Rabbit evolution in three countries, claim scientists in articles in Science (AAAS) News 14 February 2019, and Science 14 February 2019, doi: 10.1126/science.aau7285.
European rabbits were introduced into Australia in the mid 1800s and over the following decades they multiplied and spread, eventually reaching plague proportions, and devastated crops and pasturelands. In 1950 the myxoma virus was introduced into Australia as a means of biological control of rabbits. The virus caused a disease named myxomatosis, which wiped out enormous numbers of rabbits, but some survived and there has now been a resurgence in their numbers. The virus was later introduced into France and from there spread to the UK.
An international team of researchers has now studied the genetics of rabbits from the pre-myxomatosis era using specimens from museums, and compared them with the now resistant rabbits. As reported in Science News: “The comparisons revealed changes in many genes, usually a shift in the frequency of particular versions, or alleles, of a gene. Strikingly, half of the changes were shared by the rabbits in all three countries—evidence of parallel evolution.”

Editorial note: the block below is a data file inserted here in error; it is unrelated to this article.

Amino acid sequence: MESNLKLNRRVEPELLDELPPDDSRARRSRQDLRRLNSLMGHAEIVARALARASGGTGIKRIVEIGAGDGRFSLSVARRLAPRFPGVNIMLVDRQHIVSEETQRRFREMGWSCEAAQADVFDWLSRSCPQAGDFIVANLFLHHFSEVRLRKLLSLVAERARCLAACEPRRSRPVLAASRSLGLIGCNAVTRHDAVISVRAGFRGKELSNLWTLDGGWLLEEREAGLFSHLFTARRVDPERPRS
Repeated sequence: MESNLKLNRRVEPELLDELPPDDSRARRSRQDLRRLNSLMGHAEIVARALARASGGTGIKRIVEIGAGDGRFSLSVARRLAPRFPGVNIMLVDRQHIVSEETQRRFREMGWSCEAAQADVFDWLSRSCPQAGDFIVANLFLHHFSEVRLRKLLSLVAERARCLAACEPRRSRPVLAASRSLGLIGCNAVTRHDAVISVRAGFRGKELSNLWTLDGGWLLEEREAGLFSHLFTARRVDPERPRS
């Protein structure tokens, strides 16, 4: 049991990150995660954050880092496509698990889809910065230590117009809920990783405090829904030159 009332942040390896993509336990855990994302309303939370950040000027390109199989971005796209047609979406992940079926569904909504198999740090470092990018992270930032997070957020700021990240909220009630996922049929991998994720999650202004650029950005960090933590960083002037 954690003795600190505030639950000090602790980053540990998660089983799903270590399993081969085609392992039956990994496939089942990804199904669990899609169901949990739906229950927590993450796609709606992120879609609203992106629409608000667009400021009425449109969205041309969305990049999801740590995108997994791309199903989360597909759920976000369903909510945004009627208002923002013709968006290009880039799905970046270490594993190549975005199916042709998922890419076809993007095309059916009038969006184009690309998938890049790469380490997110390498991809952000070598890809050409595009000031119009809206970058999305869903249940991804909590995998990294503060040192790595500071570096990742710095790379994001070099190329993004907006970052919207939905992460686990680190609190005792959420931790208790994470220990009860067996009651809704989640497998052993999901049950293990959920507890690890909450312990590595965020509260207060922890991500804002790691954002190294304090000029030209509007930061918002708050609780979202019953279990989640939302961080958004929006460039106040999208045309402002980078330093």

The researchers wrote in the conclusion of their report: “This was a consequence of natural selection acting on standing genetic variation that was present in the ancestral rabbit populations in continental Europe and was retained in the subsequent colonization process of the UK and Australia. The presence of this variation likely explains the rapid development of resistance to myxomatosis observed in rabbit populations almost immediately after the first outbreaks and may frequently be critical to allow populations to respond to novel pathogens.”
Editorial Comment: The researchers admit that some rabbits already had gene variations that enabled them to resist the virus. Also, the change was a shift in gene frequency, (i.e. numbers of copies) of already existing genes, rather than the appearance of new genes that previously did not exist. The fact that it happened in three countries simply means that some rabbits in all three countries, already had the same gene variants. Therefore, the only valid conclusion is that no rabbits have evolved anywhere.
This may be a classic example of selection, but it is not evolution. Some rabbits have survived and others have died, leaving survivors to continue to ‘breed like rabbits’, so several decades later scientists in Australia have to find another virus to control them.
The rise of resistance to disease, or chemicals, is often proclaimed as evolution, but as in this example, it is simply strong selection in favour of a few individuals who already have the resistance genes. As we have said many times, selection, whether natural or man-made, is a real biological process, but it is not evolution. It is about time biologists admitted this, and stopped trying to deceive people by labelling all biological processes as evolution.
For more information see the Question: MYXOMATOSIS: Is the change in rabbit myxoma virus to be less deadly an example of evolution? Answer here.
Evidence News vol. 19, No. 3
13 March 2019
Creation Research Australia
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